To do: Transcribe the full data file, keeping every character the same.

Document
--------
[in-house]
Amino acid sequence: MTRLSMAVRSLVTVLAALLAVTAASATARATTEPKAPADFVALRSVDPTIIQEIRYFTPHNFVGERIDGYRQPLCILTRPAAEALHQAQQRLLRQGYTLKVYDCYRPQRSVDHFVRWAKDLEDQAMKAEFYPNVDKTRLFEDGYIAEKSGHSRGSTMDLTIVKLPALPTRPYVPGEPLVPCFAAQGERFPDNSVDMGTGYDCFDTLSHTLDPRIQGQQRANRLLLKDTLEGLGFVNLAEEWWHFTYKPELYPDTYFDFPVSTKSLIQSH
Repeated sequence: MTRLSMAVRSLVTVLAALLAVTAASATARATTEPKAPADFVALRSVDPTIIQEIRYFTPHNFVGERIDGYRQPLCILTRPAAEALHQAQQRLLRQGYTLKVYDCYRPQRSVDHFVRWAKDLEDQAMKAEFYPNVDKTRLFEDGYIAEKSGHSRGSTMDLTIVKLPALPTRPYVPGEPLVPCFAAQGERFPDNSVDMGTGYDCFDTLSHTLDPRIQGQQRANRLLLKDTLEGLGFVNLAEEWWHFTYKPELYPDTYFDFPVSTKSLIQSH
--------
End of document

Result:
[in-house]
Amino acid sequence: MTRLSMAVRSLVTVLAALLAVTAASATARATTEPKAPADFVALRSVDPTIIQEIRYFTPHNFVGERIDGYRQPLCILTRPAAEALHQAQQRLLRQGYTLKVYDCYRPQRSVDHFVRWAKDLEDQAMKAEFYPNVDKTRLFEDGYIAEKSGHSRGSTMDLTIVKLPALPTRPYVPGEPLVPCFAAQGERFPDNSVDMGTGYDCFDTLSHTLDPRIQGQQRANRLLLKDTLEGLGFVNLAEEWWHFTYKPELYPDTYFDFPVSTKSLIQSH
Repeated sequence: MTRLSMAVRSLVTVLAALLAVTAASATARATTEPKAPADFVALRSVDPTIIQEIRYFTPHNFVGERIDGYRQPLCILTRPAAEALHQAQQRLLRQGYTLKVYDCYRPQRSVDHFVRWAKDLEDQAMKAEFYPNVDKTRLFEDGYIAEKSGHSRGSTMDLTIVKLPALPTRPYVPGEPLVPCFAAQGERFPDNSVDMGTGYDCFDTLSHTLDPRIQGQQRANRLLLKDTLEGLGFVNLAEEWWHFTYKPELYPDTYFDFPVSTKSLIQSH